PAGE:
Web-based agco-op law library puts valuable resources at fingertips

Web-based agco-op law library puts valuable resources at fingertips

Donald Frederick

It is often said that a person can find almost anything on the Internet, if you just know where to look. Finding information on cooperative and agricultural law is now easier, using the restructured and expanded Web site of the National Agricultural Law Center: www.NationalAgLawCenter.org.

Congress authorized creation of the National Agricultural Law Center in 1987, which is part of the University of Arkansas School of Law in Fayetteville, Ark. The Center has been funded with federal appropriations through the National Agricultural Library, an entity within the USDA Agricultural Research Service. The Center conducts legal research and provides information on agricultural and food law. It is staffed by a team of law and research professors, lawyers, other specialists, and graduate assistants from the University of Arkansas School of Law’s Graduate Program in Agricultural Law.

The Center’s Web site offers a variety of resources that will be useful to both the latter and the non-lawyer looking for information on developments in agricultural and cooperative law. Key components of the library. are described below.

Reading rooms

The heart of the new Web site is a series of subject-based “reading rooms” that provide access to a comprehensive list of electronic resources on agricultural and food law topics. The Cooperatives Reading Room, one of 28 such “rooms,” provides links to 11 major statutes governing cooperatives, the regulations for Subchapter T of the Internal Revenue Service, Federal Register rules open for comment, recent court decisions impacting cooperatives, Center research papers on cooperative law and a variety, of reference resources. Other reading rooms provide similar information on topics important to cooperatives, such as farm credit, food safety, international ag trade and marketing orders.

National AgLaw Reporter

The National AgLaw Reporter is a regularly updated electronic newsletter covering developments of interest to cooperatives and others in the agricultural and food law communities. It currently has four sections:

* In the News contains summaries and analysis of recent developments in agricultural and food law.

* Case Summaries describe recent judicial opinions in agricultural and food law.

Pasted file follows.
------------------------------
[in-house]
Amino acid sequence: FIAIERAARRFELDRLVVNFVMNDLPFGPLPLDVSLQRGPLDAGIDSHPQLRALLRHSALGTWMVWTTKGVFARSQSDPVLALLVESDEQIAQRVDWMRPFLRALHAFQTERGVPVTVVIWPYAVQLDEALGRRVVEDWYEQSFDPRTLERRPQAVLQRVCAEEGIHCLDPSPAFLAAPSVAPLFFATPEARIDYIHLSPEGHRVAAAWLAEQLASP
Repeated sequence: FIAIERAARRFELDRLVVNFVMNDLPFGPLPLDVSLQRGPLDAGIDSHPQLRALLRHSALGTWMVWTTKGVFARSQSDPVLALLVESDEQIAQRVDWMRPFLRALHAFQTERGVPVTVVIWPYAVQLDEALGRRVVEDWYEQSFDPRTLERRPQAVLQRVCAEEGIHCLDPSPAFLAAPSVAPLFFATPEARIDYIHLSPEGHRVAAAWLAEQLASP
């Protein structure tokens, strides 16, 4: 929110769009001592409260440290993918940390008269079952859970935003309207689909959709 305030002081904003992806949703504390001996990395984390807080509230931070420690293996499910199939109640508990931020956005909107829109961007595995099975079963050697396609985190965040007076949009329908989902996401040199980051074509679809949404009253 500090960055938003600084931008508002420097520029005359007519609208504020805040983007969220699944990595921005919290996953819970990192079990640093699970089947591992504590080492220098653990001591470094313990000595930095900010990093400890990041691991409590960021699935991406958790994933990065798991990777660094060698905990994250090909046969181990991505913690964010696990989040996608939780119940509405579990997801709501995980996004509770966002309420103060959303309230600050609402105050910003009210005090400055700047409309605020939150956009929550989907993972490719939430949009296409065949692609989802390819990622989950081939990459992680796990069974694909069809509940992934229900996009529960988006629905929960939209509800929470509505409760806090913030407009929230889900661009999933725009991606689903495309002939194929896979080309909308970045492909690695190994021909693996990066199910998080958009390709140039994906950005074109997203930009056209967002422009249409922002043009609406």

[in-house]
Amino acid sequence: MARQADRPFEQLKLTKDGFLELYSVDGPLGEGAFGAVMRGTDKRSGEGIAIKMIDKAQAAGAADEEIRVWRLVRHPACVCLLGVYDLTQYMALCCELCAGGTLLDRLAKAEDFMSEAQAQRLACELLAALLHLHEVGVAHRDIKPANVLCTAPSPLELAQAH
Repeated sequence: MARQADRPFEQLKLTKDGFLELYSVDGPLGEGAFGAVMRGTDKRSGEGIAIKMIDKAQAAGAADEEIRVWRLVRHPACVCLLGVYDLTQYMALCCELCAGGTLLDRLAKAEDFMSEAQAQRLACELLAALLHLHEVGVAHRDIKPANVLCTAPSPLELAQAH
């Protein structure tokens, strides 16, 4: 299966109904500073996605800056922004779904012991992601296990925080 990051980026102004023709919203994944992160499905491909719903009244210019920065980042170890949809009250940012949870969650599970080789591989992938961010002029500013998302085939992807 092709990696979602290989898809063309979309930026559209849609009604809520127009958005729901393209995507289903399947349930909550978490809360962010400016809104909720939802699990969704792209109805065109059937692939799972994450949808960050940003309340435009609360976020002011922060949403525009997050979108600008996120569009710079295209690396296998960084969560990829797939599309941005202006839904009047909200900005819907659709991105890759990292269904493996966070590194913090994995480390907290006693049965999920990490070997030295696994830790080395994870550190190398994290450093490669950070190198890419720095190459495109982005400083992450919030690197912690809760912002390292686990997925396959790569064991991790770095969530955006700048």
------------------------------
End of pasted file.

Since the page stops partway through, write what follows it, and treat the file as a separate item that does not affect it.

* Federal Register Digest provides brief summaries and links to some of the more significant regulator), changes affecting agriculture published in the Federal Register since Jan. 1, 2002.

* Judicial Officer Decisions links the user to all major decisions rendered by the Office of the USDA Judicial Officer since January of 2002.

Other features

The library contains other sections that lead to legal research prepared by both the Center and other scholars working on agricultural and food law issues.

* Reference Desk has links to bibliographies, glossaries, law journals, trade associations, and other law school Web sites. It has a General Ag Resources area with links to additional federal agency and university sites, news sites, publications and sources of statistics.

* Farm Bills provides the text of all United States Farm Bills since 1933, legislative history of Farm Bills since 1973, and other resource links for the 1996 and 2002 Farm Bills.

* Congressional Links offers direct access to Web sites for the U.S. Senate and House of Representatives, the Congressional Record and other Congressional resources, including the Congressional Research Service and the General Accountability Office.

RELATED ARTICLE: Co-op payments to patrons subject to self-employment tax.

Internal Revenue Code section 1401 imposes a self-employment (social security) tax on the net earnings of individuals who are in business for themselves as sole proprietors, partners or independent contractors. The U.S. Tax Court has reaffirmed its position that cooperative member- patrons must pay self-employment taxes on distributions they receive from their cooperative. (Eric Fultz v. Comm’r, T.C. Memo 2005-45 [March 10, 2005); Dennis Fultz v. Comm’r, T.C. Memo 2005-46 (March 10, 2005)).

In these cases, a cooperative made two payments to its member-patrons after the end of its fiscal year. One was categorized as a payment to a patron for the value added to the patron’s product during its processing by the cooperative (a “value-added payment”). The other was called a patronage refund.

Some patrons did not report the value-added payments for self-employment tax purposes. The Internal Revenue Service challenged the patrons’ position and the dispute wound up in court. The patrons argued that the “value-added payments” were investment income not subject to self-employment tax.

However, the court determined that the payments were income derived from business conducted with the cooperative and subject to self-employment tax. The court also rejected an argument by the patrons that since they had assigned the right to the funds received from themselves to a family corporation, they were no longer the recipients of the income for self-employment tax purposes.

Some tax advisers have suggested that similar payments from an LLC to a member are not subject to self-employment taxes. But the courts have looked at the nature of the income (business, not investment income), not the structure of the business, in holding cooperative distributions to patrons are subject to self-employment taxes. So, it seems possible that they would also hold that payments from an LLC to a member, related to product delivered for processing and resale, are subject to self-employment taxes.

Donald Frederick

Program Leader for Law, Policy & Governance

USDA Rural Development

email: donald.frederick@usda.gov

COPYRIGHT 2005 U.S. Department of Agriculture, Rural Business – Cooperative Service

COPYRIGHT 2005 Gale Group